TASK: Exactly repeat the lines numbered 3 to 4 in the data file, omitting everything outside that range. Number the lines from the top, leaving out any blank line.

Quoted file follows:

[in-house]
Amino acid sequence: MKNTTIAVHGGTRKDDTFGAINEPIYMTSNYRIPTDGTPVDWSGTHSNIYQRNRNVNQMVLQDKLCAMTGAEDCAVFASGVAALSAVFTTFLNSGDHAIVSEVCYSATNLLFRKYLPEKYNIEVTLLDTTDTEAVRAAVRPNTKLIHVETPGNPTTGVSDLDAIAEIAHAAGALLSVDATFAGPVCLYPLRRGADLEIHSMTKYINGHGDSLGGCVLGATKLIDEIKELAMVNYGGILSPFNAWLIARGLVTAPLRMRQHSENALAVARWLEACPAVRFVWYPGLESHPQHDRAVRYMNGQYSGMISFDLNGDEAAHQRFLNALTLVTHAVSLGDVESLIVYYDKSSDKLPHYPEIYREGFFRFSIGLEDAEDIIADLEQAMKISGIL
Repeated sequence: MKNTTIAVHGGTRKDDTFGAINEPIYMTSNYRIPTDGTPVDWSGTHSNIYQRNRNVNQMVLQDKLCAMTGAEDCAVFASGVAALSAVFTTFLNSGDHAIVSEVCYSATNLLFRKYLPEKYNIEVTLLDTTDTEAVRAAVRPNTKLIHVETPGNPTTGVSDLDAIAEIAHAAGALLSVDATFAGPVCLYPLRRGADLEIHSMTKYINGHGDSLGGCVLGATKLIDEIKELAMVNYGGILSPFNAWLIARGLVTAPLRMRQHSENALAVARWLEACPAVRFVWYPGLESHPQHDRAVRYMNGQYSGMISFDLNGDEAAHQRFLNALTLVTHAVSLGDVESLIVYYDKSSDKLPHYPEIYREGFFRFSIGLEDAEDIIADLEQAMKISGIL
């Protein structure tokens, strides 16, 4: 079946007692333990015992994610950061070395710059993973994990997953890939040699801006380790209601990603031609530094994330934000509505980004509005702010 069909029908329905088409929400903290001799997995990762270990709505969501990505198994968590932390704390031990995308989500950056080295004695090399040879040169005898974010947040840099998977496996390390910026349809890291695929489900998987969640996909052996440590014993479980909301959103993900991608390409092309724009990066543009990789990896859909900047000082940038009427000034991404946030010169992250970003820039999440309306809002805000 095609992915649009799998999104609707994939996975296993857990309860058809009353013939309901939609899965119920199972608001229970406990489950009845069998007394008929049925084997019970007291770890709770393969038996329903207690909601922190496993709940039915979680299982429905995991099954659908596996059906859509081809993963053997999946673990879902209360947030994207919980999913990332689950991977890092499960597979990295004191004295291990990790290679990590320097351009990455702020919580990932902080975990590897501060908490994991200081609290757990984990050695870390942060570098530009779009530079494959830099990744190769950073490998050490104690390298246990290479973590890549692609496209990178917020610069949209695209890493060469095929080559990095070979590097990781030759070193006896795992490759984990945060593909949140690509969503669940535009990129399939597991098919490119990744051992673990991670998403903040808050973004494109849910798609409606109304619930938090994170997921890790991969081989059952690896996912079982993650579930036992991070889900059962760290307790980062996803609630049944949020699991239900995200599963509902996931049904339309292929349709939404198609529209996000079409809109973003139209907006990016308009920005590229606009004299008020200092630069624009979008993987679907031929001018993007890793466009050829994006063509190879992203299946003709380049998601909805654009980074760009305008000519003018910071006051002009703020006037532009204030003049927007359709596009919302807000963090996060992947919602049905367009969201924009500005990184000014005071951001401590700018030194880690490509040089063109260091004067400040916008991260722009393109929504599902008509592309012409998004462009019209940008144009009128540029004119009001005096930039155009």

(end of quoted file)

Repeated sequence: MKNTTIAVHGGTRKDDTFGAINEPIYMTSNYRIPTDGTPVDWSGTHSNIYQRNRNVNQMVLQDKLCAMTGAEDCAVFASGVAALSAVFTTFLNSGDHAIVSEVCYSATNLLFRKYLPEKYNIEVTLLDTTDTEAVRAAVRPNTKLIHVETPGNPTTGVSDLDAIAEIAHAAGALLSVDATFAGPVCLYPLRRGADLEIHSMTKYINGHGDSLGGCVLGATKLIDEIKELAMVNYGGILSPFNAWLIARGLVTAPLRMRQHSENALAVARWLEACPAVRFVWYPGLESHPQHDRAVRYMNGQYSGMISFDLNGDEAAHQRFLNALTLVTHAVSLGDVESLIVYYDKSSDKLPHYPEIYREGFFRFSIGLEDAEDIIADLEQAMKISGIL
């Protein structure tokens, strides 16, 4: 079946007692333990015992994610950061070395710059993973994990997953890939040699801006380790209601990603031609530094994330934000509505980004509005702010 069909029908329905088409929400903290001799997995990762270990709505969501990505198994968590932390704390031990995308989500950056080295004695090399040879040169005898974010947040840099998977496996390390910026349809890291695929489900998987969640996909052996440590014993479980909301959103993900991608390409092309724009990066543009990789990896859909900047000082940038009427000034991404946030010169992250970003820039999440309306809002805000 095609992915649009799998999104609707994939996975296993857990309860058809009353013939309901939609899965119920199972608001229970406990489950009845069998007394008929049925084997019970007291770890709770393969038996329903207690909601922190496993709940039915979680299982429905995991099954659908596996059906859509081809993963053997999946673990879902209360947030994207919980999913990332689950991977890092499960597979990295004191004295291990990790290679990590320097351009990455702020919580990932902080975990590897501060908490994991200081609290757990984990050695870390942060570098530009779009530079494959830099990744190769950073490998050490104690390298246990290479973590890549692609496209990178917020610069949209695209890493060469095929080559990095070979590097990781030759070193006896795992490759984990945060593909949140690509969503669940535009990129399939597991098919490119990744051992673990991670998403903040808050973004494109849910798609409606109304619930938090994170997921890790991969081989059952690896996912079982993650579930036992991070889900059962760290307790980062996803609630049944949020699991239900995200599963509902996931049904339309292929349709939404198609529209996000079409809109973003139209907006990016308009920005590229606009004299008020200092630069624009979008993987679907031929001018993007890793466009050829994006063509190879992203299946003709380049998601909805654009980074760009305008000519003018910071006051002009703020006037532009204030003049927007359709596009919302807000963090996060992947919602049905367009969201924009500005990184000014005071951001401590700018030194880690490509040089063109260091004067400040916008991260722009393109929504599902008509592309012409998004462009019209940008144009009128540029004119009001005096930039155009």